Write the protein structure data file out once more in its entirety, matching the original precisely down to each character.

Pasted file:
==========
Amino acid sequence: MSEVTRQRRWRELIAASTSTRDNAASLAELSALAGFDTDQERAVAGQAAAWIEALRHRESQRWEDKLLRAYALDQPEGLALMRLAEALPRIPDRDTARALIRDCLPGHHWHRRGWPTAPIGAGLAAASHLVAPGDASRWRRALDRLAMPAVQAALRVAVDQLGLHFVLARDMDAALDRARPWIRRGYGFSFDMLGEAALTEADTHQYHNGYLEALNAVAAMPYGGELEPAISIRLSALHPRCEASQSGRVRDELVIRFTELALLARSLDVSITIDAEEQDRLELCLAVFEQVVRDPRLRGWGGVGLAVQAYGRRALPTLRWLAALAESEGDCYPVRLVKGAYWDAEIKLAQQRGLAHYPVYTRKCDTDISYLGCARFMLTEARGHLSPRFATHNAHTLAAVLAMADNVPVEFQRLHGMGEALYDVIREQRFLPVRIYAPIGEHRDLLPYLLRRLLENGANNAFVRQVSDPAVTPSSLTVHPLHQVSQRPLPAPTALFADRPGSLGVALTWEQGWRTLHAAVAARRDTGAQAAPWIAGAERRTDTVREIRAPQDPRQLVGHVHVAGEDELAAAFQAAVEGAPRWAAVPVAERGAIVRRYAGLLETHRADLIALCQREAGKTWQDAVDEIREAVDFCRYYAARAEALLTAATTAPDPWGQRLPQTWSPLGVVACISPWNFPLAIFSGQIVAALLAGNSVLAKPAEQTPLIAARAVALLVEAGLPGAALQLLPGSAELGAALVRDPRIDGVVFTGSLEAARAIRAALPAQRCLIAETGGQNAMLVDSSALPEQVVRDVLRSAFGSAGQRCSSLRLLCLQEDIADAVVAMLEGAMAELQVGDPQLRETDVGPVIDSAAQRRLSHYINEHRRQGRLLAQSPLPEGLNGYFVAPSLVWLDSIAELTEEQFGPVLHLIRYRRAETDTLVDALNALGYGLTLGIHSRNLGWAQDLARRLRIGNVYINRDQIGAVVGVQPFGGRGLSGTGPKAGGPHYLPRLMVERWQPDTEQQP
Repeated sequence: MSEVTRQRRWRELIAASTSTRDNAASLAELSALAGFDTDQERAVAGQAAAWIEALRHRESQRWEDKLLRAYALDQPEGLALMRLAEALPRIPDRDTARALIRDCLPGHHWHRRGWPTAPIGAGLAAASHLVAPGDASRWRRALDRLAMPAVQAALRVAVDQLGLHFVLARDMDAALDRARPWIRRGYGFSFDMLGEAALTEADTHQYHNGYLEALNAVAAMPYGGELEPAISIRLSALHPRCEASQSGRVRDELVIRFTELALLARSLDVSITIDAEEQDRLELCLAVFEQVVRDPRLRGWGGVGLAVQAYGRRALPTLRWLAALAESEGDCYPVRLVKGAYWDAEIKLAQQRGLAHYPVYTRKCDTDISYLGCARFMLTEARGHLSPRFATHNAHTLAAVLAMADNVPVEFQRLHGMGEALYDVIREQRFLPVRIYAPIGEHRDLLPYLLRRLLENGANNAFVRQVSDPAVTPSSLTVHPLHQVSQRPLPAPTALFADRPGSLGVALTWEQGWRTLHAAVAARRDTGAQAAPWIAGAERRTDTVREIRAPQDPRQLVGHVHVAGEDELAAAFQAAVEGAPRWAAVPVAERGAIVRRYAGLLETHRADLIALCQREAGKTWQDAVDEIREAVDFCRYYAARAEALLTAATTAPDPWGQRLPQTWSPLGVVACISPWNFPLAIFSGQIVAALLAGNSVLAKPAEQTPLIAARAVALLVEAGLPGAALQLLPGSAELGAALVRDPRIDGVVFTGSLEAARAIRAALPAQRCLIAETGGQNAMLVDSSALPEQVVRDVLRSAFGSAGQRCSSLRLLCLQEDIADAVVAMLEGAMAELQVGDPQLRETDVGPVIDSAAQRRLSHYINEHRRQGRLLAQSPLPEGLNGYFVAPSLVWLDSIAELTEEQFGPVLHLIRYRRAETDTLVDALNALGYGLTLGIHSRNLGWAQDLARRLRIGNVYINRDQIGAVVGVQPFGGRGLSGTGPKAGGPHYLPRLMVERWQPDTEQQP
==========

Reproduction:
Amino acid sequence: MSEVTRQRRWRELIAASTSTRDNAASLAELSALAGFDTDQERAVAGQAAAWIEALRHRESQRWEDKLLRAYALDQPEGLALMRLAEALPRIPDRDTARALIRDCLPGHHWHRRGWPTAPIGAGLAAASHLVAPGDASRWRRALDRLAMPAVQAALRVAVDQLGLHFVLARDMDAALDRARPWIRRGYGFSFDMLGEAALTEADTHQYHNGYLEALNAVAAMPYGGELEPAISIRLSALHPRCEASQSGRVRDELVIRFTELALLARSLDVSITIDAEEQDRLELCLAVFEQVVRDPRLRGWGGVGLAVQAYGRRALPTLRWLAALAESEGDCYPVRLVKGAYWDAEIKLAQQRGLAHYPVYTRKCDTDISYLGCARFMLTEARGHLSPRFATHNAHTLAAVLAMADNVPVEFQRLHGMGEALYDVIREQRFLPVRIYAPIGEHRDLLPYLLRRLLENGANNAFVRQVSDPAVTPSSLTVHPLHQVSQRPLPAPTALFADRPGSLGVALTWEQGWRTLHAAVAARRDTGAQAAPWIAGAERRTDTVREIRAPQDPRQLVGHVHVAGEDELAAAFQAAVEGAPRWAAVPVAERGAIVRRYAGLLETHRADLIALCQREAGKTWQDAVDEIREAVDFCRYYAARAEALLTAATTAPDPWGQRLPQTWSPLGVVACISPWNFPLAIFSGQIVAALLAGNSVLAKPAEQTPLIAARAVALLVEAGLPGAALQLLPGSAELGAALVRDPRIDGVVFTGSLEAARAIRAALPAQRCLIAETGGQNAMLVDSSALPEQVVRDVLRSAFGSAGQRCSSLRLLCLQEDIADAVVAMLEGAMAELQVGDPQLRETDVGPVIDSAAQRRLSHYINEHRRQGRLLAQSPLPEGLNGYFVAPSLVWLDSIAELTEEQFGPVLHLIRYRRAETDTLVDALNALGYGLTLGIHSRNLGWAQDLARRLRIGNVYINRDQIGAVVGVQPFGGRGLSGTGPKAGGPHYLPRLMVERWQPDTEQQP
Repeated sequence: MSEVTRQRRWRELIAASTSTRDNAASLAELSALAGFDTDQERAVAGQAAAWIEALRHRESQRWEDKLLRAYALDQPEGLALMRLAEALPRIPDRDTARALIRDCLPGHHWHRRGWPTAPIGAGLAAASHLVAPGDASRWRRALDRLAMPAVQAALRVAVDQLGLHFVLARDMDAALDRARPWIRRGYGFSFDMLGEAALTEADTHQYHNGYLEALNAVAAMPYGGELEPAISIRLSALHPRCEASQSGRVRDELVIRFTELALLARSLDVSITIDAEEQDRLELCLAVFEQVVRDPRLRGWGGVGLAVQAYGRRALPTLRWLAALAESEGDCYPVRLVKGAYWDAEIKLAQQRGLAHYPVYTRKCDTDISYLGCARFMLTEARGHLSPRFATHNAHTLAAVLAMADNVPVEFQRLHGMGEALYDVIREQRFLPVRIYAPIGEHRDLLPYLLRRLLENGANNAFVRQVSDPAVTPSSLTVHPLHQVSQRPLPAPTALFADRPGSLGVALTWEQGWRTLHAAVAARRDTGAQAAPWIAGAERRTDTVREIRAPQDPRQLVGHVHVAGEDELAAAFQAAVEGAPRWAAVPVAERGAIVRRYAGLLETHRADLIALCQREAGKTWQDAVDEIREAVDFCRYYAARAEALLTAATTAPDPWGQRLPQTWSPLGVVACISPWNFPLAIFSGQIVAALLAGNSVLAKPAEQTPLIAARAVALLVEAGLPGAALQLLPGSAELGAALVRDPRIDGVVFTGSLEAARAIRAALPAQRCLIAETGGQNAMLVDSSALPEQVVRDVLRSAFGSAGQRCSSLRLLCLQEDIADAVVAMLEGAMAELQVGDPQLRETDVGPVIDSAAQRRLSHYINEHRRQGRLLAQSPLPEGLNGYFVAPSLVWLDSIAELTEEQFGPVLHLIRYRRAETDTLVDALNALGYGLTLGIHSRNLGWAQDLARRLRIGNVYINRDQIGAVVGVQPFGGRGLSGTGPKAGGPHYLPRLMVERWQPDTEQQP